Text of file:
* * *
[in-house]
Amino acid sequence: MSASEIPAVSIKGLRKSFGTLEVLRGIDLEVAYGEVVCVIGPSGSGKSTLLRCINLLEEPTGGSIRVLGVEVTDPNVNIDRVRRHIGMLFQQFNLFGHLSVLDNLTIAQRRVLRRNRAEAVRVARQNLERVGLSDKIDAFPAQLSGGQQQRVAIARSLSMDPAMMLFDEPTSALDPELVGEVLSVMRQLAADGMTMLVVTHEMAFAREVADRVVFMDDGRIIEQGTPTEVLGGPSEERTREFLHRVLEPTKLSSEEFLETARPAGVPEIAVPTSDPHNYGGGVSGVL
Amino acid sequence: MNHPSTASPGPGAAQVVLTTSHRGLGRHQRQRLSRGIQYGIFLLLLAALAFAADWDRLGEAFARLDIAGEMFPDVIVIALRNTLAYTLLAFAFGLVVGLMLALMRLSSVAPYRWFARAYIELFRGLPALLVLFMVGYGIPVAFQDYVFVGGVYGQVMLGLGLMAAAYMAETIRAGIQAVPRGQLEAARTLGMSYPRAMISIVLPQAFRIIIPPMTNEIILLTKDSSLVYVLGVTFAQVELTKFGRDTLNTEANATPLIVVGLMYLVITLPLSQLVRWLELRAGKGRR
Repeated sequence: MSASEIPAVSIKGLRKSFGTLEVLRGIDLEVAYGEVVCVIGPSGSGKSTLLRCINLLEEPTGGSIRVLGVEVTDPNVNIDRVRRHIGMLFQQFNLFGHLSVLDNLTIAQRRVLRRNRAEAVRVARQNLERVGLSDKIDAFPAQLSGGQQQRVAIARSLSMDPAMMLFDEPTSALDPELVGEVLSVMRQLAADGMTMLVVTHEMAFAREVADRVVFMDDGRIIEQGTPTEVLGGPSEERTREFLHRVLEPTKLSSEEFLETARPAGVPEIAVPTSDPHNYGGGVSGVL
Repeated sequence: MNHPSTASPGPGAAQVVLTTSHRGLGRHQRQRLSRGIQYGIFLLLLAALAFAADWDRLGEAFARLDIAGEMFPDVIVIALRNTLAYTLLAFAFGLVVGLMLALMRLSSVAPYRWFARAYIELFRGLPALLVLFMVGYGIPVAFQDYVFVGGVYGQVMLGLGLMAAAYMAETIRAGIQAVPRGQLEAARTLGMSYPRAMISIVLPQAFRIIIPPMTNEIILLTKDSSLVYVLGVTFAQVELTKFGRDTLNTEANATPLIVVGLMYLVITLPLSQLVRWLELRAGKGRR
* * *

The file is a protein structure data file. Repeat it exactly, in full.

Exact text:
[in-house]
Amino acid sequence: MSASEIPAVSIKGLRKSFGTLEVLRGIDLEVAYGEVVCVIGPSGSGKSTLLRCINLLEEPTGGSIRVLGVEVTDPNVNIDRVRRHIGMLFQQFNLFGHLSVLDNLTIAQRRVLRRNRAEAVRVARQNLERVGLSDKIDAFPAQLSGGQQQRVAIARSLSMDPAMMLFDEPTSALDPELVGEVLSVMRQLAADGMTMLVVTHEMAFAREVADRVVFMDDGRIIEQGTPTEVLGGPSEERTREFLHRVLEPTKLSSEEFLETARPAGVPEIAVPTSDPHNYGGGVSGVL
Amino acid sequence: MNHPSTASPGPGAAQVVLTTSHRGLGRHQRQRLSRGIQYGIFLLLLAALAFAADWDRLGEAFARLDIAGEMFPDVIVIALRNTLAYTLLAFAFGLVVGLMLALMRLSSVAPYRWFARAYIELFRGLPALLVLFMVGYGIPVAFQDYVFVGGVYGQVMLGLGLMAAAYMAETIRAGIQAVPRGQLEAARTLGMSYPRAMISIVLPQAFRIIIPPMTNEIILLTKDSSLVYVLGVTFAQVELTKFGRDTLNTEANATPLIVVGLMYLVITLPLSQLVRWLELRAGKGRR
Repeated sequence: MSASEIPAVSIKGLRKSFGTLEVLRGIDLEVAYGEVVCVIGPSGSGKSTLLRCINLLEEPTGGSIRVLGVEVTDPNVNIDRVRRHIGMLFQQFNLFGHLSVLDNLTIAQRRVLRRNRAEAVRVARQNLERVGLSDKIDAFPAQLSGGQQQRVAIARSLSMDPAMMLFDEPTSALDPELVGEVLSVMRQLAADGMTMLVVTHEMAFAREVADRVVFMDDGRIIEQGTPTEVLGGPSEERTREFLHRVLEPTKLSSEEFLETARPAGVPEIAVPTSDPHNYGGGVSGVL
Repeated sequence: MNHPSTASPGPGAAQVVLTTSHRGLGRHQRQRLSRGIQYGIFLLLLAALAFAADWDRLGEAFARLDIAGEMFPDVIVIALRNTLAYTLLAFAFGLVVGLMLALMRLSSVAPYRWFARAYIELFRGLPALLVLFMVGYGIPVAFQDYVFVGGVYGQVMLGLGLMAAAYMAETIRAGIQAVPRGQLEAARTLGMSYPRAMISIVLPQAFRIIIPPMTNEIILLTKDSSLVYVLGVTFAQVELTKFGRDTLNTEANATPLIVVGLMYLVITLPLSQLVRWLELRAGKGRR